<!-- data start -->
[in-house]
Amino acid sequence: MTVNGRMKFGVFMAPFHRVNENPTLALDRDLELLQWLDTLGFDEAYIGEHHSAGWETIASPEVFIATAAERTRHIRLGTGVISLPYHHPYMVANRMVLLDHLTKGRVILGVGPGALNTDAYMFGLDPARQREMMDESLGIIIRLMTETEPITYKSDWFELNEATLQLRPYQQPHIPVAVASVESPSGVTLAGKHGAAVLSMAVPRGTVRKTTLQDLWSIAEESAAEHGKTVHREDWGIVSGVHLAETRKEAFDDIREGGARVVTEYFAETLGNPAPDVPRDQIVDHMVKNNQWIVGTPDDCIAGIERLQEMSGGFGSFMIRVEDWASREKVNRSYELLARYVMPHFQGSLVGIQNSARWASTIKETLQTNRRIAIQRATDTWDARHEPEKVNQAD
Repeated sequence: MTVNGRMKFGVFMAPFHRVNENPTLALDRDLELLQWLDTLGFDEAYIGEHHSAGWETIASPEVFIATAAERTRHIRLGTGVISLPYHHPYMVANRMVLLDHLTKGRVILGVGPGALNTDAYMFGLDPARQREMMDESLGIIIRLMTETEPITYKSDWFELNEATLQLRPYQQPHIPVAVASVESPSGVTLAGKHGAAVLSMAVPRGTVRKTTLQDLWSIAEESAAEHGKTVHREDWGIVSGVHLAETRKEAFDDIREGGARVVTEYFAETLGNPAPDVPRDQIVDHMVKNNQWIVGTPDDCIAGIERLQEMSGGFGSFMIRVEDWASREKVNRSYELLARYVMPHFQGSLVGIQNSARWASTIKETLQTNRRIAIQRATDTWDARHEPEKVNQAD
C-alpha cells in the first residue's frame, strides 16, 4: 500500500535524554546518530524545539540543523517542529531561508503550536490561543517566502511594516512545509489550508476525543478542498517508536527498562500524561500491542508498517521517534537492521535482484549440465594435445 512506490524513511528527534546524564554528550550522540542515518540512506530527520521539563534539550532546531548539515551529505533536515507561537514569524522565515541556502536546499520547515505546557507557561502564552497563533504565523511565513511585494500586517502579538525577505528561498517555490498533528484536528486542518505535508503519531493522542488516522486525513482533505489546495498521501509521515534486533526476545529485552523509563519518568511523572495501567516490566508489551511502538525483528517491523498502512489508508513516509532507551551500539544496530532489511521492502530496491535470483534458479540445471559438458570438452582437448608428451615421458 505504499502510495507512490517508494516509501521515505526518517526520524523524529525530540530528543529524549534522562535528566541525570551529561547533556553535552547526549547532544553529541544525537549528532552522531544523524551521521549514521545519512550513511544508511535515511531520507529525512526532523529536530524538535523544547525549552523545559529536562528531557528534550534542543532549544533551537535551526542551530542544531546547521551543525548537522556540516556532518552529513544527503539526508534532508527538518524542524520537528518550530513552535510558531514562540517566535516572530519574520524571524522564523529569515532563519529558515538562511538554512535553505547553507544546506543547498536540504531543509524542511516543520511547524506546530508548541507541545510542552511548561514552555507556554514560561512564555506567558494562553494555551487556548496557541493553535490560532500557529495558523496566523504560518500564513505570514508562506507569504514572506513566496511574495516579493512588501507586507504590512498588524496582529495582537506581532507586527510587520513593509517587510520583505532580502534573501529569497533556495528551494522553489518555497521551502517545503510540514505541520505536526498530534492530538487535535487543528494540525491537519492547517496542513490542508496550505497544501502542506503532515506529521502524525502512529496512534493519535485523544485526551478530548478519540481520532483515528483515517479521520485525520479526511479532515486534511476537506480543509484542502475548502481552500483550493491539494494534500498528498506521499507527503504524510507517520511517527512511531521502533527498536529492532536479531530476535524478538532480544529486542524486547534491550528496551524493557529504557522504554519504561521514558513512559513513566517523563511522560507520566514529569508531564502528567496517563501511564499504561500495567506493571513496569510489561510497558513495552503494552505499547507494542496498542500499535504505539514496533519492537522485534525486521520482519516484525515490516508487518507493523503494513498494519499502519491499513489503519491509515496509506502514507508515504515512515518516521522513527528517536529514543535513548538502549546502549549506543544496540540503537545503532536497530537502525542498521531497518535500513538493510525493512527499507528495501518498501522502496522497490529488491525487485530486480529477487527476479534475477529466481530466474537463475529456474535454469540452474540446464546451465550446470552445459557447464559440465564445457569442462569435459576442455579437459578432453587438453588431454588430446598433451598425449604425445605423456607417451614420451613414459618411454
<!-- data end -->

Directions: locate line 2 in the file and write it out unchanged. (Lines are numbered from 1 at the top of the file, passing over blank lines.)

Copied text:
Amino acid sequence: MTVNGRMKFGVFMAPFHRVNENPTLALDRDLELLQWLDTLGFDEAYIGEHHSAGWETIASPEVFIATAAERTRHIRLGTGVISLPYHHPYMVANRMVLLDHLTKGRVILGVGPGALNTDAYMFGLDPARQREMMDESLGIIIRLMTETEPITYKSDWFELNEATLQLRPYQQPHIPVAVASVESPSGVTLAGKHGAAVLSMAVPRGTVRKTTLQDLWSIAEESAAEHGKTVHREDWGIVSGVHLAETRKEAFDDIREGGARVVTEYFAETLGNPAPDVPRDQIVDHMVKNNQWIVGTPDDCIAGIERLQEMSGGFGSFMIRVEDWASREKVNRSYELLARYVMPHFQGSLVGIQNSARWASTIKETLQTNRRIAIQRATDTWDARHEPEKVNQAD